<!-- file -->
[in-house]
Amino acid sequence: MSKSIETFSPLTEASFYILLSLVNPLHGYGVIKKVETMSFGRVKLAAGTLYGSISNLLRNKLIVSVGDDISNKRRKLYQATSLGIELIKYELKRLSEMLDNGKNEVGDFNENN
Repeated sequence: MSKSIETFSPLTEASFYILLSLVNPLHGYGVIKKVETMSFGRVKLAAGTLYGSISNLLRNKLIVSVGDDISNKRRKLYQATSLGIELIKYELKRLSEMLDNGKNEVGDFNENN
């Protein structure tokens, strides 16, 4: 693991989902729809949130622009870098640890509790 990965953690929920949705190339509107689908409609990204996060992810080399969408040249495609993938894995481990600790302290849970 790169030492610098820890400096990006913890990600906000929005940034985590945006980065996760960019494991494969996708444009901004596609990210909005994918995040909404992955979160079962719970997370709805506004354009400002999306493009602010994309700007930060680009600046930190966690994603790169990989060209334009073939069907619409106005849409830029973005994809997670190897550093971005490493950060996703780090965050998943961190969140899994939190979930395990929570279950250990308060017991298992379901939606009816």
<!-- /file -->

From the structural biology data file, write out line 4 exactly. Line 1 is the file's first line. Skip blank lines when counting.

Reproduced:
């Protein structure tokens, strides 16, 4: 693991989902729809949130622009870098640890509790 990965953690929920949705190339509107689908409609990204996060992810080399969408040249495609993938894995481990600790302290849970 790169030492610098820890400096990006913890990600906000929005940034985590945006980065996760960019494991494969996708444009901004596609990210909005994918995040909404992955979160079962719970997370709805506004354009400002999306493009602010994309700007930060680009600046930190966690994603790169990989060209334009073939069907619409106005849409830029973005994809997670190897550093971005490493950060996703780090965050998943961190969140899994939190979930395990929570279950250990308060017991298992379901939606009816």